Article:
Top 10 Scientific Breakthroughs of 2007

Welcome to the first annual Wired News rundown of the year's 10 most important scientific breakthroughs. 2007 was an amazing year for science. Unlike recent years, there were no high-profile cases of scientific fraud -- none that went uncovered, anyway. Journal publishers took extra care, requiring scientists to duplicate results in an effort to avoid scientific, not to mention public relations, fiascoes. And while those are entertaining, we'll take solid science over Sturm und Drang any day. Here we count down the top 10 scientific discoveries that rocked our Wired world the hardest this year.

10. Transistors Get Way Smaller

In the race to make computers faster, chipmakers rely on exotic new materials. In January, Intel announced that the element hafnium and some new metal alloys will allow them to make the millions of switches on their microprocessors far smaller. Gordon Moore, co-founder of the company and father of the law that bears his name, called it the biggest change in transistor technology since the 1960s. The tremendous accomplishment allows Intel to squeeze features on each chip down to 45 nanometers from the current standard of 65 nanometers. But the greatest benefit may be an increase in energy efficiency. That improvement comes along with the hafnium alloys that will prevent electricity from leaking across the tiny switches.

Intel started using the technology, codenamed Penryn, in November in high-end servers. Home users can expect the chips in early 2008.

9. Scientists Clone Rhesus Monkey to Produce Stem Cells

At Oregon Health and Science University, Shoukhrat Mitalipov and his team cloned a Rhesus Monkey and used the resulting embryo to create stem cells. Until then, the impressive feat had been performed only with mice.

In November, the team reported in Nature a surprising key to their success: avoiding ultraviolet light and dyes -- tools that are almost always used in cloning experiments -- because they can damage delicate cells.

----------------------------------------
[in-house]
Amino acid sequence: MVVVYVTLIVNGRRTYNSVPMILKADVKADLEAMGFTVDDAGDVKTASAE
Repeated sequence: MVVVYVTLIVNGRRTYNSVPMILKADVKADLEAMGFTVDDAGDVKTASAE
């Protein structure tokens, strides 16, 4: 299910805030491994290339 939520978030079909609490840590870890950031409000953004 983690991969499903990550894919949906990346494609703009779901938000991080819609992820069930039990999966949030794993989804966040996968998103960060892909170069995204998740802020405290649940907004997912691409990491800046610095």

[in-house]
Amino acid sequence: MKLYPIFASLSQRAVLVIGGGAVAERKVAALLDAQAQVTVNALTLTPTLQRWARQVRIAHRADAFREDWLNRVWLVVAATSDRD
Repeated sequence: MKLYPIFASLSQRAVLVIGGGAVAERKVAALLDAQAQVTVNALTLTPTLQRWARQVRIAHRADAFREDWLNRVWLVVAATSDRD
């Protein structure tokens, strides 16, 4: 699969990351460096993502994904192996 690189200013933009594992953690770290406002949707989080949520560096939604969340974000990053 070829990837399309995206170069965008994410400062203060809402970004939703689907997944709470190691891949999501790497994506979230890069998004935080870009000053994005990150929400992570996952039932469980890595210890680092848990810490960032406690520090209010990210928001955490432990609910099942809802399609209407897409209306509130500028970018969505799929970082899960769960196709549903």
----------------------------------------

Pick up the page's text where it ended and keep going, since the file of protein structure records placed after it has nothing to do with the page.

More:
Stem cells could be used to repair nearly any damaged organ, but they are useless if they upset the immune system. By cloning sick patients and using cells derived from their own bodies, doctors could skirt problems similar to those experienced by people with organ transplants. But some say the No. 1 discovery on our list makes cloning unnecessary. Nonetheless, some scientists, including stem-cell researchers at Harvard, say cloning is still necessary.

8. Planet Discovered That Could Harbor Life

Astrobiology enthusiasts have had many reasons to rejoice this year, but one of them has been somewhat controversial. After St├ęphane Udry and his colleagues found a pair of planets that they believed could harbor life, other researchers disputed which of the two is most habitable, but agreed that the distant solar system is worthy of further study.

Using a Canadian space telescope and the European Southern Observatory in Chile, Udry inferred that the most promising object is slightly larger than earth, circles its sun in 18 days, and may be rocky. In a late April issue of Astronomy and Astrophysics, the University of Geneva professor provided details about his sophisticated search. Both of the celestial bodies orbit the red dwarf star Gliese 581, which is only 20 light years from earth. Although prospects for the two planets may be less hopeful than Udry and his associates projected, the methods that they used to locate the small planet could be used to make many more discoveries.

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